11 Visual Representations Of Gender Disparity Among Hollywood Directors That Will Make You Cringe
If you've been feeling a little celebratory today, then you probably heard the news that there's going to be a federal investigation into the lack of female directors in mainstream Hollywood. And while that could mean big changes for the industry (history shows us there's a chance), the investigation also highlights a truly distressing number. Because — spoiler — the lack of mainstream female directors helming big studio films is low. Like, impossible limbo levels low. In fact, according to the Los Angeles Times, 2014 saw a low of 4.6 percent of major studio films directed by female directors. FOUR POINT SIX, people.
That's probably why your friends can't name more than three major female directors (and why they all can probably only name check Sofia Coppola, Kathryn Bigelow, and Ava Duvernay) unless they're mega film buffs. Even if you make a point of seeking out women who direct major studio films, you're going to be hard pressed to find them. The numbers are that lopsided.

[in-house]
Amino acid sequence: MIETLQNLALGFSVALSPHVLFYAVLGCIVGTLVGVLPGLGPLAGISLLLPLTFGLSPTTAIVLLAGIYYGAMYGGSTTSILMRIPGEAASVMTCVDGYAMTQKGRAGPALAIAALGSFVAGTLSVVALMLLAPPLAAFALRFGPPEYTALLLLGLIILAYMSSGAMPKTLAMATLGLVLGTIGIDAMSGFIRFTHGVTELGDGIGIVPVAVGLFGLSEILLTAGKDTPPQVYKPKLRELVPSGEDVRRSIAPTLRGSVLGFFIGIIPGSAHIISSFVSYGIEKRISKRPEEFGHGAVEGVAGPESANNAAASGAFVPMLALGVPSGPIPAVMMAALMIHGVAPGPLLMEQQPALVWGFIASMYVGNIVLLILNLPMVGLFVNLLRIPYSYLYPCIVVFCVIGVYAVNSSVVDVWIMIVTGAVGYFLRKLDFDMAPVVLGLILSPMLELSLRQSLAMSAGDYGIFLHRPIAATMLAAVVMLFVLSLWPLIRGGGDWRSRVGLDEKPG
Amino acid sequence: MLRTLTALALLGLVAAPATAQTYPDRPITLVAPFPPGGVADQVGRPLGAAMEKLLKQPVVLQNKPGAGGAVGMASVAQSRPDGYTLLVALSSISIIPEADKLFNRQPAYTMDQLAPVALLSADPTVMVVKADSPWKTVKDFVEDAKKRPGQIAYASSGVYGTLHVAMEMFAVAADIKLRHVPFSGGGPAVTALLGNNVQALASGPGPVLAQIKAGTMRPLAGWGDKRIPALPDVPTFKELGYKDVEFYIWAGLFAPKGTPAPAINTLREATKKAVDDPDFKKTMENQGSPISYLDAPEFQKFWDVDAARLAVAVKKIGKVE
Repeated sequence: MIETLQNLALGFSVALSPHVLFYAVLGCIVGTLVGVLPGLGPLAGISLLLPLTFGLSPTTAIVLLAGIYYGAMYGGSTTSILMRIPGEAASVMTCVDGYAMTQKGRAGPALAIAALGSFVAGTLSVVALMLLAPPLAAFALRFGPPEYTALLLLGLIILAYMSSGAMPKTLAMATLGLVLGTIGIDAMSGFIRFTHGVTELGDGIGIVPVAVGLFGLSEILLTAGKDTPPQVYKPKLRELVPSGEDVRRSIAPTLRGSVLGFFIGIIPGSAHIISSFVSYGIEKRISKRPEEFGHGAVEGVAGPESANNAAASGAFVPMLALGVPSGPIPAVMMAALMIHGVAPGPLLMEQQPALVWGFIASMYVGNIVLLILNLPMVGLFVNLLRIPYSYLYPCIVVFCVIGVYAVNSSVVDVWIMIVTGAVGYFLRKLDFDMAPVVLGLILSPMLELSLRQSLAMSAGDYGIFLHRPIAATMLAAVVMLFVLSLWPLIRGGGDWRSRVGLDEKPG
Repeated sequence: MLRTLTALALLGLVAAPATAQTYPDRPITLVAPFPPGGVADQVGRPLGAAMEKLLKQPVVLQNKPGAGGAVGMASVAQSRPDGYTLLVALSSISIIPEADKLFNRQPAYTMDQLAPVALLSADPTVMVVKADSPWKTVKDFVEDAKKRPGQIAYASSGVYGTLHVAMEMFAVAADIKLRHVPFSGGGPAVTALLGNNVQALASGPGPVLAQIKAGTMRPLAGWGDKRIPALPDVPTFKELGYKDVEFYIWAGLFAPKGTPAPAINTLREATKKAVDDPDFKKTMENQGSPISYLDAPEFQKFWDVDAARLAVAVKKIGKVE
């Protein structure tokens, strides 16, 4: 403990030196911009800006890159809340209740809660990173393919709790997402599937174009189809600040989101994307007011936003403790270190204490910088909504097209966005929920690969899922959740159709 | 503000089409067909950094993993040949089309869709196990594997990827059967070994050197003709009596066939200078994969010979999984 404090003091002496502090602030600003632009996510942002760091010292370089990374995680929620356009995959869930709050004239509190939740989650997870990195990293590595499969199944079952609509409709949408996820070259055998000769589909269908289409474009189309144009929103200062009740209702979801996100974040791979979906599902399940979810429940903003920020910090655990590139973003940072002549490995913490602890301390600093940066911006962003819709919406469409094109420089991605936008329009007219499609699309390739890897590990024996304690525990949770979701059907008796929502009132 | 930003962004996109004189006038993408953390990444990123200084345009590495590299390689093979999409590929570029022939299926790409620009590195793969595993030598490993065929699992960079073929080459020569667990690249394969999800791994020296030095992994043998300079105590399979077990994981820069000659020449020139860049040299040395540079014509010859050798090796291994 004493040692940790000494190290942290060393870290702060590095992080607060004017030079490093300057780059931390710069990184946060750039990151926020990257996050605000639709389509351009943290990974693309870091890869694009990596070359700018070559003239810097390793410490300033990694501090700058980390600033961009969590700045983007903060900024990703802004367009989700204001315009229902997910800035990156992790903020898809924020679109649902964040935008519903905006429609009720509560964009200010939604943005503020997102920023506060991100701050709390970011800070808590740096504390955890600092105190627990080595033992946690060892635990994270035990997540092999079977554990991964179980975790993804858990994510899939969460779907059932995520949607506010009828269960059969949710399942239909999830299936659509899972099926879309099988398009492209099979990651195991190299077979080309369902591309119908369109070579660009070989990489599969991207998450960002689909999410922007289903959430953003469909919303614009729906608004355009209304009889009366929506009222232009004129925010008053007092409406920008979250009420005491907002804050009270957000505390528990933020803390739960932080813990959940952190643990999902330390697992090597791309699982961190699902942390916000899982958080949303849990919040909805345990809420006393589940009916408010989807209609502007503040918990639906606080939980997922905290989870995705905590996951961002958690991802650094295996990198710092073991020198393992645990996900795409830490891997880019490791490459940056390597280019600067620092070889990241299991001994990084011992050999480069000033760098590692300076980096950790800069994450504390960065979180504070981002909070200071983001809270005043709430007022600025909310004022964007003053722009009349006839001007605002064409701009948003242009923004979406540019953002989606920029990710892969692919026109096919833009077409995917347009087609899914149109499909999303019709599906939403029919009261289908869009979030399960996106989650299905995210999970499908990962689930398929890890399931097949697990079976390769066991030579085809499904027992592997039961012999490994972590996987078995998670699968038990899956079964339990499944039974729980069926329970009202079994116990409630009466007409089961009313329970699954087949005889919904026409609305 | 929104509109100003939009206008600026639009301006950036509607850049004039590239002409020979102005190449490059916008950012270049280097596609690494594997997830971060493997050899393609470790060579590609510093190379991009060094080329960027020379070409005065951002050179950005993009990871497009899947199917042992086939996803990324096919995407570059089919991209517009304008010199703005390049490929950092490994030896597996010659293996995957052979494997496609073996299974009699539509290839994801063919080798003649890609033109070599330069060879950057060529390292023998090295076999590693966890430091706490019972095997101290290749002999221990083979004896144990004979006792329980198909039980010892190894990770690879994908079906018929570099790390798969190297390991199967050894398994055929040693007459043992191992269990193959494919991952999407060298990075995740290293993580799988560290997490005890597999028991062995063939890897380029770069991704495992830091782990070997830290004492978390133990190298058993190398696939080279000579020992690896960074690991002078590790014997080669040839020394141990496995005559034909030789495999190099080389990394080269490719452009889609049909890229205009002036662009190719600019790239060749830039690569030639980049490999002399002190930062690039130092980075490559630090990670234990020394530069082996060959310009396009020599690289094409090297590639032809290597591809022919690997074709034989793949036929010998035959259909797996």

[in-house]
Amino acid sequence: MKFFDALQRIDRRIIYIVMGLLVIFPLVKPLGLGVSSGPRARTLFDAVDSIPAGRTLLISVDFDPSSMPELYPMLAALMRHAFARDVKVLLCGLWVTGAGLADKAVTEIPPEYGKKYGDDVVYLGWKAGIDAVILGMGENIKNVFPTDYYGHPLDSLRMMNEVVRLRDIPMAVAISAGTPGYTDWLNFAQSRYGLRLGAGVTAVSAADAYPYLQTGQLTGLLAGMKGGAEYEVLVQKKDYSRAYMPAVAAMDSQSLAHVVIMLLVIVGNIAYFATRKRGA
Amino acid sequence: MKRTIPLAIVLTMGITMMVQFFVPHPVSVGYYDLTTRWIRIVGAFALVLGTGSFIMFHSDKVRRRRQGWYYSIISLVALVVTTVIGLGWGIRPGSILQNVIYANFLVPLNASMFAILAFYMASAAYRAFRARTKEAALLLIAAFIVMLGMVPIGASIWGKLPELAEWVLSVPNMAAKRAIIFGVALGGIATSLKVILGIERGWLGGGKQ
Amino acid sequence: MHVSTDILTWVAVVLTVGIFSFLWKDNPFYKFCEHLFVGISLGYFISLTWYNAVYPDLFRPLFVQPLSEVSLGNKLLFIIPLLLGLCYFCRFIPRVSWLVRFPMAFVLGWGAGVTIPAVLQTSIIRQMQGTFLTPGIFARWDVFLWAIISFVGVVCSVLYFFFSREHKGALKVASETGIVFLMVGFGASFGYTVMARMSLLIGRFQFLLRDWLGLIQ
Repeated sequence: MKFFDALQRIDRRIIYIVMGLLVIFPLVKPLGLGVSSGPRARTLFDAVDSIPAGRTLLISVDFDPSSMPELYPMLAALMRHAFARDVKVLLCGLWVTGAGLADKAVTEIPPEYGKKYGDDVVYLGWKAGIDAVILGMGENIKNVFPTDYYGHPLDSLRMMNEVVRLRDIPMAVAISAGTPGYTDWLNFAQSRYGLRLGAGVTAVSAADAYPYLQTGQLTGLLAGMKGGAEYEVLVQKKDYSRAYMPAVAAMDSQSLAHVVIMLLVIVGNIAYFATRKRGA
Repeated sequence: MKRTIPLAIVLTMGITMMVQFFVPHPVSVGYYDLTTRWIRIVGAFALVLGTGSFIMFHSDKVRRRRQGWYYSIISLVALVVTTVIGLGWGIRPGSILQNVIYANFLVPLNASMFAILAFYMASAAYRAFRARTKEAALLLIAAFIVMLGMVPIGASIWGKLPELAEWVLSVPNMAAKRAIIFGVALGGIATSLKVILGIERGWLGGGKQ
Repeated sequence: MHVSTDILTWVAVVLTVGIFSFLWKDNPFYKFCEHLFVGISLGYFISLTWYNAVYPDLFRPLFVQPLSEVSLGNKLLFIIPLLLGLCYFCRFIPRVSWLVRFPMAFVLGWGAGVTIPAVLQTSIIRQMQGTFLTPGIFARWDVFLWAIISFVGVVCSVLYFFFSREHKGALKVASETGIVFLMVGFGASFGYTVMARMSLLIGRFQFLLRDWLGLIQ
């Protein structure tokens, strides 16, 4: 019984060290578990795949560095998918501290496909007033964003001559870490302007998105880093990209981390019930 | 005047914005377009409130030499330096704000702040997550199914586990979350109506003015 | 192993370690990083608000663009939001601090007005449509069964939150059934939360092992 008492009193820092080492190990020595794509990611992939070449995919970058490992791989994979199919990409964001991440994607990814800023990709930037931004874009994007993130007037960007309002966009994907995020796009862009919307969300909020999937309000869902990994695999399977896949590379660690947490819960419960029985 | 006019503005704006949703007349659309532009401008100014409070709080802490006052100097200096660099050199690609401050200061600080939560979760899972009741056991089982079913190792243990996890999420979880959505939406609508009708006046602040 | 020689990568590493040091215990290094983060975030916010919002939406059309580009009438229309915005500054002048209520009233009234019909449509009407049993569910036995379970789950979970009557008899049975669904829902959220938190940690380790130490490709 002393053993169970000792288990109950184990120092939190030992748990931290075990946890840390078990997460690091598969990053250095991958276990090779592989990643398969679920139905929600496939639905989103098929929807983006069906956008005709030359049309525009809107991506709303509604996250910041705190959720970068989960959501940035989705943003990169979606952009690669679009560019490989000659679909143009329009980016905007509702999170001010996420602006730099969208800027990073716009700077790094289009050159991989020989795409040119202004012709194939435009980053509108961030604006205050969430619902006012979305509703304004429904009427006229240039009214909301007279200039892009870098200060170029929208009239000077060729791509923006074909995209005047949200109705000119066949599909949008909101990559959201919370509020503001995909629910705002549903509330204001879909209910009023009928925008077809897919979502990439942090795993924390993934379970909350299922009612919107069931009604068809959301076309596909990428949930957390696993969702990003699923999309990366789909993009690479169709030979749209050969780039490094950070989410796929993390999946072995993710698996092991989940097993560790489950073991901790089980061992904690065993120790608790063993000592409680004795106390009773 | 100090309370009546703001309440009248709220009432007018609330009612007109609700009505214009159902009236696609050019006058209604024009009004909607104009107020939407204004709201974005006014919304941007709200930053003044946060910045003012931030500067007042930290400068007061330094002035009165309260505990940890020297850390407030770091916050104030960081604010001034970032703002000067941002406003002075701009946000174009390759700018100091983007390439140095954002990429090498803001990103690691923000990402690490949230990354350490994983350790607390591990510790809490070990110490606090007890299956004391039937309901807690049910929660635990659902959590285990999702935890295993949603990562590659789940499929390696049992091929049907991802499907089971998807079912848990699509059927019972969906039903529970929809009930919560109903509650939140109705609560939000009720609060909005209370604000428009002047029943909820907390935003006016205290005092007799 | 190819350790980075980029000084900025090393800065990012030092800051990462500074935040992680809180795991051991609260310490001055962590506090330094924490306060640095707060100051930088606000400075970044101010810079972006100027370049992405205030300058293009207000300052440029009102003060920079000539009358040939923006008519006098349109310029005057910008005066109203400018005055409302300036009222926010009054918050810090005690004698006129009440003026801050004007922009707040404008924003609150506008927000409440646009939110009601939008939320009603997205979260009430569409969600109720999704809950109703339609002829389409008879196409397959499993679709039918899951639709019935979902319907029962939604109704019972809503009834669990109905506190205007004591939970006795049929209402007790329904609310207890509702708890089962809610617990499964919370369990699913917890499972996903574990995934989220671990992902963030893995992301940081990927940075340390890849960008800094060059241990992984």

But in case you're the sort of person who needs a visual to help them understand just how bad these numbers are, I found these 11 not entirely mathematically correct visual representations:
1. The Amount Space Without Cheese On This Pizza
2. The Amount Of Space Phoebe's "Tattoo Of The Earth From Very Far Away" Takes Up On Friends
3. The Portion Of Anna's Hair That's White In Frozen
4. The Percentage Of Any Given Where's Waldo Image That Contains Waldo
5. The Fraction Of This Field That Contains A Cute Little Dog
6. The Size Of Tom Haverford's Tiny Coffee Cup Compared To The Rest Of His Body
7. The Amount Of Space This Beauty Spot Takes Up On Dita Von Teese's Face
8. The Portion Of This Cat That Is About To Be Booped
9. This Size Of This Drop Of Water Compared To A Vast Pool
10. The Amount Of Kermit The Frog That Isn't Green
11. The Size Of Your Hometown In Relation To The Rest Of The World
OK, so that math is definitely way off. But when women make up half the population and still make up less than five percent of the people holding directing jobs in major Hollywood movies, it really starts to feel that way.